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Katz’s pictures of Maine at the PAFA

Katz cutout
Cut-out of Vincent, Katz’s son – “Trophy III”

This summer the Pennsylvania Academy of Fine Art features the work of New York-based painter Alex Katz, (b. 1927) in an exhibit that opened June 24th. “Alex Katz in Maine” features nearly 40 paintings completed between 1958 and 2006 while the artist summered in Skowhegan, Maine.

Especially attractive were the two cut-outs, which preserve his abstract approach in representing his subject, but remain edgy in lacking right-angles. There were two cut-outs in the exhibit: “Trophy III” (see above), and a cut-out of a cow, which greets you immediately when you enter the exhibit. On the contrary, “Meadow,” a tan painting with a small scattering of purple flowers over its enormous surface, seemed more like wallpaper than a painting – generic, and detached. I couldn’t stop asking myself, while looking at it, why is this so large? In my opinion, Katz’s best work was not the billboard-sized, abstract landscapes, like “Meadow” (almost 10 feet by 20 feet), but rather the smaller work done of his family.

Walking on the Beach, 2002
“Walking on the Beach,” (2002) Alex Katz

Overall, the color and the painting style of the figures was attractive and fun, but for an exhibit about a place, I felt a little let down. Perhaps Katz meant for the viewer to feel Maine intrinsically, and therefore chose not to represent it in a way that can be described. I felt the painter’s attachment to the place, but I didn’t feel attached to it, or the art, myself. Adam Cvijanovic is an example of a previous muralist who graced the walls of the PAFA whose work succeeds; you can read the article that Roberta wrote about him here, (and thanks to her for the reference). His mural of Osage Avenue, also situational in that it is linked to a place, is a painting that you can emotionally connect to, unlike “Meadow,” (unfortunately I can’t find a picture of Meadow).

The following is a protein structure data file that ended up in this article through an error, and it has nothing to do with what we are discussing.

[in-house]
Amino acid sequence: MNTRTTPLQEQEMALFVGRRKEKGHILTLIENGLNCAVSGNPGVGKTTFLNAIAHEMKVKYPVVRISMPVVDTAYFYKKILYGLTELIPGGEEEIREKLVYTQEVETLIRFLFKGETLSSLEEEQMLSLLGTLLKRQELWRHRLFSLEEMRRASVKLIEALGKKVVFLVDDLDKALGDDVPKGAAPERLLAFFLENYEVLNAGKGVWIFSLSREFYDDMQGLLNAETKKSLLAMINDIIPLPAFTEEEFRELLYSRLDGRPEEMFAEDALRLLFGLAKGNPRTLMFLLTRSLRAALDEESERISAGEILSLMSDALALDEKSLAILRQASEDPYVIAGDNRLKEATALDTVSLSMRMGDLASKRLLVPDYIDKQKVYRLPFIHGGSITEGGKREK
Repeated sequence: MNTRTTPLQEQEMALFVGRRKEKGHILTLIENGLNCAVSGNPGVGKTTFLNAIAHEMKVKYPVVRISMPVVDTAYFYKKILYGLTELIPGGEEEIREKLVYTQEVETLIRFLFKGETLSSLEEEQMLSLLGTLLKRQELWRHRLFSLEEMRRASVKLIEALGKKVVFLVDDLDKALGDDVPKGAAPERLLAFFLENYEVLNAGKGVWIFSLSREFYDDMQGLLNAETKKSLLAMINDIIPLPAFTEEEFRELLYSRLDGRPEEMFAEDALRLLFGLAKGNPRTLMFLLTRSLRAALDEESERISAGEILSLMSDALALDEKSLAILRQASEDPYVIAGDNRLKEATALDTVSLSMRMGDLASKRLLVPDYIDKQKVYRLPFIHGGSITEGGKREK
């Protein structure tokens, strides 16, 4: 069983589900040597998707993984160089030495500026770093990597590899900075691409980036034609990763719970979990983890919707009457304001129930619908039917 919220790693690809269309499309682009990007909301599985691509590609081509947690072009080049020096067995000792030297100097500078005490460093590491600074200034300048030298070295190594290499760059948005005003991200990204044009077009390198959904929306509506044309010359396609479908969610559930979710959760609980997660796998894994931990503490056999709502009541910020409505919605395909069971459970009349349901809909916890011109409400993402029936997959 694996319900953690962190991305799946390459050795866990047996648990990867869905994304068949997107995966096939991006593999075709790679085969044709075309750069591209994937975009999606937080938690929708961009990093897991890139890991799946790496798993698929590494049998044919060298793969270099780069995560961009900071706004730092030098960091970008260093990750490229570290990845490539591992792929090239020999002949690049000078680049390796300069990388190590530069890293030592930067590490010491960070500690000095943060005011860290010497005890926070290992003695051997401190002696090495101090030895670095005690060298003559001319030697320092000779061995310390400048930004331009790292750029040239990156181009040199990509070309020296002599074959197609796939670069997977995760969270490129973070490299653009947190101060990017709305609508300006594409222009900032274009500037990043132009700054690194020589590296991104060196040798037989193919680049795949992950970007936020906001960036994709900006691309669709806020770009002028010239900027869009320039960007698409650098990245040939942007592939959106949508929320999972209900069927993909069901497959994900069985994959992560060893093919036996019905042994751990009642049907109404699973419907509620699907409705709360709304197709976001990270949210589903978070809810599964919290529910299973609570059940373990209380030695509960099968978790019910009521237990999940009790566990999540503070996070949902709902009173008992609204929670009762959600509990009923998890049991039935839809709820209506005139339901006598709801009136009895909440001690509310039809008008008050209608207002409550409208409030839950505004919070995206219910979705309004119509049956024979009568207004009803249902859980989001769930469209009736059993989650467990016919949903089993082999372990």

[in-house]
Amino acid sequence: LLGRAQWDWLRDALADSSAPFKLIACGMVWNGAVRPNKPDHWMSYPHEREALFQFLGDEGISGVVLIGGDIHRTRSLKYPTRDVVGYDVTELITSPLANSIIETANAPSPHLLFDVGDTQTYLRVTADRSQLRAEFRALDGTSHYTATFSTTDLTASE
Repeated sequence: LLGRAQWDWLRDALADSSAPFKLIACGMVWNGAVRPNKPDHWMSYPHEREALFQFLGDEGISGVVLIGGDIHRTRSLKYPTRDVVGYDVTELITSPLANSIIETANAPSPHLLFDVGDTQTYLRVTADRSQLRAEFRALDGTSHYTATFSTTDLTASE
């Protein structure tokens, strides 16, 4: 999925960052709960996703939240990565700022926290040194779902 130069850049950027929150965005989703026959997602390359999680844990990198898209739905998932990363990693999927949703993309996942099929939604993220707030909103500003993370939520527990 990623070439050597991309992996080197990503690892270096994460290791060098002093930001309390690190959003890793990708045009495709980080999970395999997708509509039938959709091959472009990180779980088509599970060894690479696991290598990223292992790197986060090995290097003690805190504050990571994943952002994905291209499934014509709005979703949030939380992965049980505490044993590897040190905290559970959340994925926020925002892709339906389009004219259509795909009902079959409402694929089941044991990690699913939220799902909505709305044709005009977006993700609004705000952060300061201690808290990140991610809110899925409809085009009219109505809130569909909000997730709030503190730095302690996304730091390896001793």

“Alex Katz in Maine” is on view at the PAFA’s Fisher Brooks Gallery, Samuel M.V. Hamilton Building, until September 3, 2006. The PAFA is open Tuesday – Sunday with admission ranging from $5 (children) to $7 (adults).

–Caitlin is the artblog intern